40. nec tuta valle, "in no safe valley."-41, etiam nunc, even yet," because when older they would lose the spots.-43. pridem, from pris (obs. root of prior, whence priscus, pristinus), and dem, demonstrative particle.—46. calathis, Gr. κáλalos, in pure Latin, quasillum. Naïs, water-nymph, pl. Naides, x. 10; but Naiades, vi. 21, from Naias, der. vats, "that which floats."-47. summa, "heads." -48. anethi, "of anise."-49. casiâ, "spurge-flax," (Martyn,) an Italian garden herb; it grew on the ground (G. ii. 213), had a sweet smell, and a fresh green colour (G. iv. 30), identified with Ovuéλaia ("olive-thyme") of Dioscorides and Pliny, but a different thing from the casia of G. ii. 466, an oriental plant, perhaps cinnamon.— 50. luteolâ, dim. of luteus, der. Lutum, prop. the plant (weld) which yielded a bright yellow dye, like the yolk of an egg; flavus is a paler yellow. pingit, "diversifies." calthâ, "marigold."—51, mala, "quinces," prop. called "mala Cydonia," from a place in Crete, their supposed native soil. pruna, in hiatus, see note B.-54. lauri, not

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"laurels," but "bays." proxima, "associated with (the bay)," for the reason given v. 55.-57. concedat, "give in." Iollas, the dominus of v. 2.-58. heu, heu, this exclamation, like o, v. 65, requiring a distinct sound, was not liable to elision. Austrum, "the sirocco."

61. Pallas, known as Toλoûxos, or the city-keeper, at Athens and in several other cities.-66. suspensa, used especially of things which just avoid touching the ground, with jugo, abl., "trailing from the yoke," the day's ploughing being over; so Hor. Epod. ii. 63. Quin, der. qui (nom. or old abl.) and ne; in such phrases as nemo est quin credat, apparently nom., here abl., "why not?" detexere, complete by weaving."-72. molli, "lithe;" so of the acanthus, iii. 45.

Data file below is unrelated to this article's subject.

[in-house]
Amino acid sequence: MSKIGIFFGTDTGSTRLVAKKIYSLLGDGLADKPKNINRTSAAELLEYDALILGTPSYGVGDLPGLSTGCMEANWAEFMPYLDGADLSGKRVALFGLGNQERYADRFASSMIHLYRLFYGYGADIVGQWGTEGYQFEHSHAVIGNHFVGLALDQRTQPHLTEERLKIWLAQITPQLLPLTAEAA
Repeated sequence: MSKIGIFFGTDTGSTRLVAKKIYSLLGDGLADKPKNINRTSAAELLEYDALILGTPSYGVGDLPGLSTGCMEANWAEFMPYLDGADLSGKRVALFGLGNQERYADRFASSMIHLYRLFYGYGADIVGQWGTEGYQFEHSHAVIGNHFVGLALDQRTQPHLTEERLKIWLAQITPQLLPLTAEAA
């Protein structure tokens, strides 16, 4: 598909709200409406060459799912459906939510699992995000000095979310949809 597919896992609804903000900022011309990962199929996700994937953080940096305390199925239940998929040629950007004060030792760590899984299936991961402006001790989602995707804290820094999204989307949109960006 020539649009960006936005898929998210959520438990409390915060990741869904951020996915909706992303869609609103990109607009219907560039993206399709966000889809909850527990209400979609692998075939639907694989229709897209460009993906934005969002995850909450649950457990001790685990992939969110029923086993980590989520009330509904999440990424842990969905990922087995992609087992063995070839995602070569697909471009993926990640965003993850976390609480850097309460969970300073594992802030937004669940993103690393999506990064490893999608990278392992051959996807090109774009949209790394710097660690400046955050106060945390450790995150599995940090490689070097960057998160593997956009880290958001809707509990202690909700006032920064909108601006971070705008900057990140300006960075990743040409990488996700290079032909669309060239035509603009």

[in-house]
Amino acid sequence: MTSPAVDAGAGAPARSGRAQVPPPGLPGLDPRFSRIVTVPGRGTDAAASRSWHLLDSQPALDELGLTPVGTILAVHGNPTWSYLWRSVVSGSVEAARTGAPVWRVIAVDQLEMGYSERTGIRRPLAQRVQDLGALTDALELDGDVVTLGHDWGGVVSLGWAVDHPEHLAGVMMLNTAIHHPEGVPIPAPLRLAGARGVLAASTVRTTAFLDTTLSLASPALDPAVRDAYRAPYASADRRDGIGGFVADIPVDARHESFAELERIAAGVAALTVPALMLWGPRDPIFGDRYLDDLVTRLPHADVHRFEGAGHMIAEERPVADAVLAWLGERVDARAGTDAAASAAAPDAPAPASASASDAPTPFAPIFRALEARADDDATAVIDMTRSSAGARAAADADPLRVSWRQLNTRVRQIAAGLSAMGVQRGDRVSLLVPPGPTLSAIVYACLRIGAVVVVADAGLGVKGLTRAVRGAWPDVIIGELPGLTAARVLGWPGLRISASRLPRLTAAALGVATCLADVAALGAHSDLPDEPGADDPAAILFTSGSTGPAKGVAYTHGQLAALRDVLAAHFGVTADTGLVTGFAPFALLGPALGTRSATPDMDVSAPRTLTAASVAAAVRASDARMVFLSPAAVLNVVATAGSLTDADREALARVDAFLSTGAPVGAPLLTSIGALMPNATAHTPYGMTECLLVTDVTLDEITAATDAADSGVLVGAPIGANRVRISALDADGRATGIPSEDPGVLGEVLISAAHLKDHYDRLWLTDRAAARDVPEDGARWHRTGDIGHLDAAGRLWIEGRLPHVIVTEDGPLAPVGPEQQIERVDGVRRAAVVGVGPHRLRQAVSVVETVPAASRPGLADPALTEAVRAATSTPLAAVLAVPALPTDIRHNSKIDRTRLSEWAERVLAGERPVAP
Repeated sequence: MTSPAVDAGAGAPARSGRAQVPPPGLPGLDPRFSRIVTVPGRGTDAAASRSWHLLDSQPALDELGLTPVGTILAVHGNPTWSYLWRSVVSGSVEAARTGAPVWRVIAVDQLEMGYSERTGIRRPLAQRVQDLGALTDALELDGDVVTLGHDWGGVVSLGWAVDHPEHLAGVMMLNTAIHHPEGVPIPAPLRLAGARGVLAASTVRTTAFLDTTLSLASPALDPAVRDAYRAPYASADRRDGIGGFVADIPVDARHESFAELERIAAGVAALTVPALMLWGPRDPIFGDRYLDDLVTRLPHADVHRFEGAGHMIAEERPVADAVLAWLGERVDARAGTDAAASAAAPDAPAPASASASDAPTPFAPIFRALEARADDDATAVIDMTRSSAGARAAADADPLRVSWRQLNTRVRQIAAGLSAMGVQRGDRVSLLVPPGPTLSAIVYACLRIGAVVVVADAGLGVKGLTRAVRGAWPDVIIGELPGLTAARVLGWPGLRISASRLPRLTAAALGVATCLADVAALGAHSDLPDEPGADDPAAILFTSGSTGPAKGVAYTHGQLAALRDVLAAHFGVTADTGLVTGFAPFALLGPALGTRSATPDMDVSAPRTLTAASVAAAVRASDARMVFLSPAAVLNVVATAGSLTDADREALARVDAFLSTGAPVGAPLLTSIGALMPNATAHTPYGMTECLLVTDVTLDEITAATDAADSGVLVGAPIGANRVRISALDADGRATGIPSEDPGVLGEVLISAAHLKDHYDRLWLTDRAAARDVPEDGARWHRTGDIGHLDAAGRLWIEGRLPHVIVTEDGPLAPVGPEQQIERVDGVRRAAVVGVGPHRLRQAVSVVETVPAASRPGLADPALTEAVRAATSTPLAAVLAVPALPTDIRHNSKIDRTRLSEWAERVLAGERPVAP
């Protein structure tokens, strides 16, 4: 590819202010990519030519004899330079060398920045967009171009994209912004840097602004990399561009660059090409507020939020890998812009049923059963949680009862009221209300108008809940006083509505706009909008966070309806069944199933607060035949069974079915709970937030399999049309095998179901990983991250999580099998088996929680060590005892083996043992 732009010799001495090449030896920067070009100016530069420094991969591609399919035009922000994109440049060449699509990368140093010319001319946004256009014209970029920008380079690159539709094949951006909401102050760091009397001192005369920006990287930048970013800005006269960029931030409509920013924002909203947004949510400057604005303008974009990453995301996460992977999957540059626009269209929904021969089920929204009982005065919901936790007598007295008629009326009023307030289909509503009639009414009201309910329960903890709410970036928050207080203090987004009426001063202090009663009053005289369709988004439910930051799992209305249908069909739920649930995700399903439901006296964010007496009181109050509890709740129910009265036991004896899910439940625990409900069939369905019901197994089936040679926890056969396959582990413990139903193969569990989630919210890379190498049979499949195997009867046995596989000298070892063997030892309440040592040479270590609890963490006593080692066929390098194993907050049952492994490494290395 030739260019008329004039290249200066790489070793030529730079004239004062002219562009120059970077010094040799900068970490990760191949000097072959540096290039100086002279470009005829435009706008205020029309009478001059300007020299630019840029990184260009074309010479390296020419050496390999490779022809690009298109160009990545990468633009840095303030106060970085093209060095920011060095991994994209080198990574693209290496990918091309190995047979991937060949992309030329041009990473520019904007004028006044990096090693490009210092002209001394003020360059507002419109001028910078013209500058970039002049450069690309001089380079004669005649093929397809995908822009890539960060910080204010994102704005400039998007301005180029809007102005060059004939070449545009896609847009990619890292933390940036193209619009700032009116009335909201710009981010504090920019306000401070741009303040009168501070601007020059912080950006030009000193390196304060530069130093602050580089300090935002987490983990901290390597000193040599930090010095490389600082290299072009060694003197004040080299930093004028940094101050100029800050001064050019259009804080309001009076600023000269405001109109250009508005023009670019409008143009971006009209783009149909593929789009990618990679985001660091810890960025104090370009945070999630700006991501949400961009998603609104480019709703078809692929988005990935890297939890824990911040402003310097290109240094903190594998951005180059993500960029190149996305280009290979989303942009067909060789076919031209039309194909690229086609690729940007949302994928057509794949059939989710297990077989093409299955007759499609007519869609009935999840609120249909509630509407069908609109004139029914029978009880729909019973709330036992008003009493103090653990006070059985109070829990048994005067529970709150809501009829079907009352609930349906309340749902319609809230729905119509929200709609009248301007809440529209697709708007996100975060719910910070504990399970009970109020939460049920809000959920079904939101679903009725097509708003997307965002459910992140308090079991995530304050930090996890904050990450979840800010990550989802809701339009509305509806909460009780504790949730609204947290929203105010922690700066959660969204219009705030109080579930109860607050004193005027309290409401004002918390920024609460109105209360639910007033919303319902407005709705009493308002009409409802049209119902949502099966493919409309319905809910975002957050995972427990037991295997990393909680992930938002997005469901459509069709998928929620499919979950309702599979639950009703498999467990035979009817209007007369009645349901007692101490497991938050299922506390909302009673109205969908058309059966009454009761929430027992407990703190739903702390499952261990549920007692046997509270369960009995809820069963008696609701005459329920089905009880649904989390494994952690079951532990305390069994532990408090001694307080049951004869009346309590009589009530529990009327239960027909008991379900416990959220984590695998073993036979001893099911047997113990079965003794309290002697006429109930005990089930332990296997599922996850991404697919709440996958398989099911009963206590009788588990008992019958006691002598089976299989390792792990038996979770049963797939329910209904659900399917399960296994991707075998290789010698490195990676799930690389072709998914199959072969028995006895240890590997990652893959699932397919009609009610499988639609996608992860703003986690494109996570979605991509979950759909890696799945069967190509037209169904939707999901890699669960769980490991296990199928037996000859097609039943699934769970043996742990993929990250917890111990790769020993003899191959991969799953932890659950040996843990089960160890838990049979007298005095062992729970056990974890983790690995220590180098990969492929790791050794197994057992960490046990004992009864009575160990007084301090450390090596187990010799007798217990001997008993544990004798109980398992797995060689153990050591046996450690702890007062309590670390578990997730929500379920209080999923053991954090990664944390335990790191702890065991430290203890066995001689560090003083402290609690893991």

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ECLOGUE III.

INTRODUCTION,

WRITTEN perhaps 712, the next to E. II. Its subject is a poetic contest between two shepherds, who quarrel, challenge each other, and sing amæboan verse. This E. is the least pleasing of all; the abuse of the shepherds is coarse, and their songs trivial, teeming with oblique, and sometimes obscure, allusions. Among these we trace the poct's personal feelings in the praise of Pollio, and the obloquy cast on Bavius and Mævius, two pitiful poets, the jealous contemporaries of Virgil.

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NOTES.

1. cujum, this use of the gen. of qui as a possess. adj. is found in Plautus and Terence, but had gone out of fashion, except perhaps among rustics, in Virgil's time, who was ridiculed for using it.-2. Meliboi, dep. on sit, und. with pecus.-3. ipse, i. e. Egon, the rival of Menalcas (see v. 4) in the love of Neæra.-4. fovet, "caresses." alienus, "who does not belong to them."-6. pecori, hiatus, see note B.-7. viris, emphatically used, as to intimate that Menalcas was too degraded to be esteemed a man.—8. te, dep. on some verb (prob. of base signification) suppressed. transversa, "askance," neut. pl. used as adverb; so densa sere, G. ii. 275; and in sing. suave rubens, E. iii. 63.-9. quo sacello, "in what shrine," (i. e. "it was done"); some rustic cavern sacred to the nymphs seems intended. faciles, “good-natured,” i. e. in not avenging the sacrilege; so G. iv. 535.-10. credo, "I dare say!" The speaker here ironically supposes the "hacking Micon's orchard," &c., to have been done by himself, which he wishes thereby to insinuate as against the other. malá, "mischievous."—11. incidere, "to hack."-13. quæ, acc. after vidisti, and to be repeated with nocuisses; neut. as referring to the whole of the objects generally.-—16. talia, "such things" (as follow).- 18. insidiis, "from your ambush." Lyciscâ, fem., a proper name for a bitch, dimin. of λúkos, a wolf; so Hylax, viii. 107. carecta, “rows of sedge;" carectum, as if caricetum, from carex; so salictum, from salix. tu, emphatic, "it was you who," &c.-21. as reddat, (imperat.) is "he ought to render; so redderet, "he ought to have rendered;" here, "ought he